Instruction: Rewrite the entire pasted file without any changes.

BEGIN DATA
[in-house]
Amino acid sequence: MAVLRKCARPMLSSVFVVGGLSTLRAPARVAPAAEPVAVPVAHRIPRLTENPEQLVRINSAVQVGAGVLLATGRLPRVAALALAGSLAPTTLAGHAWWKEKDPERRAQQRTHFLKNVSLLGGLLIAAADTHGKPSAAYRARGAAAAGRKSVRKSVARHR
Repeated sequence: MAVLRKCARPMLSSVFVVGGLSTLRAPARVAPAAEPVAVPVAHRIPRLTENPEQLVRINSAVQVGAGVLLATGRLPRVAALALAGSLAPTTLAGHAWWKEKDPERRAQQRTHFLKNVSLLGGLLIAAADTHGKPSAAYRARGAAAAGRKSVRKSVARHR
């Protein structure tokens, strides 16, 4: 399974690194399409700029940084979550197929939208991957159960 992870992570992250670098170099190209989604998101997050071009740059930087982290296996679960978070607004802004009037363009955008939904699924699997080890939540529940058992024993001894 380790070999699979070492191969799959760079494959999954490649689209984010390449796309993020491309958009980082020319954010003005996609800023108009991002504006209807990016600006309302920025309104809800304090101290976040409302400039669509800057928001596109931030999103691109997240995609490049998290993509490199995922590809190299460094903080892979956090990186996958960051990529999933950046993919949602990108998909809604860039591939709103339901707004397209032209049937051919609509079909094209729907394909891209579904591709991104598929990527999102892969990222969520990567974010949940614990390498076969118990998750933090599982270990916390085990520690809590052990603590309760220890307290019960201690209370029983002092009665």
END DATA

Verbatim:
[in-house]
Amino acid sequence: MAVLRKCARPMLSSVFVVGGLSTLRAPARVAPAAEPVAVPVAHRIPRLTENPEQLVRINSAVQVGAGVLLATGRLPRVAALALAGSLAPTTLAGHAWWKEKDPERRAQQRTHFLKNVSLLGGLLIAAADTHGKPSAAYRARGAAAAGRKSVRKSVARHR
Repeated sequence: MAVLRKCARPMLSSVFVVGGLSTLRAPARVAPAAEPVAVPVAHRIPRLTENPEQLVRINSAVQVGAGVLLATGRLPRVAALALAGSLAPTTLAGHAWWKEKDPERRAQQRTHFLKNVSLLGGLLIAAADTHGKPSAAYRARGAAAAGRKSVRKSVARHR
């Protein structure tokens, strides 16, 4: 399974690194399409700029940084979550197929939208991957159960 992870992570992250670098170099190209989604998101997050071009740059930087982290296996679960978070607004802004009037363009955008939904699924699997080890939540529940058992024993001894 380790070999699979070492191969799959760079494959999954490649689209984010390449796309993020491309958009980082020319954010003005996609800023108009991002504006209807990016600006309302920025309104809800304090101290976040409302400039669509800057928001596109931030999103691109997240995609490049998290993509490199995922590809190299460094903080892979956090990186996958960051990529999933950046993919949602990108998909809604860039591939709103339901707004397209032209049937051919609509079909094209729907394909891209579904591709991104598929990527999102892969990222969520990567974010949940614990390498076969118990998750933090599982270990916390085990520690809590052990603590309760220890307290019960201690209370029983002092009665």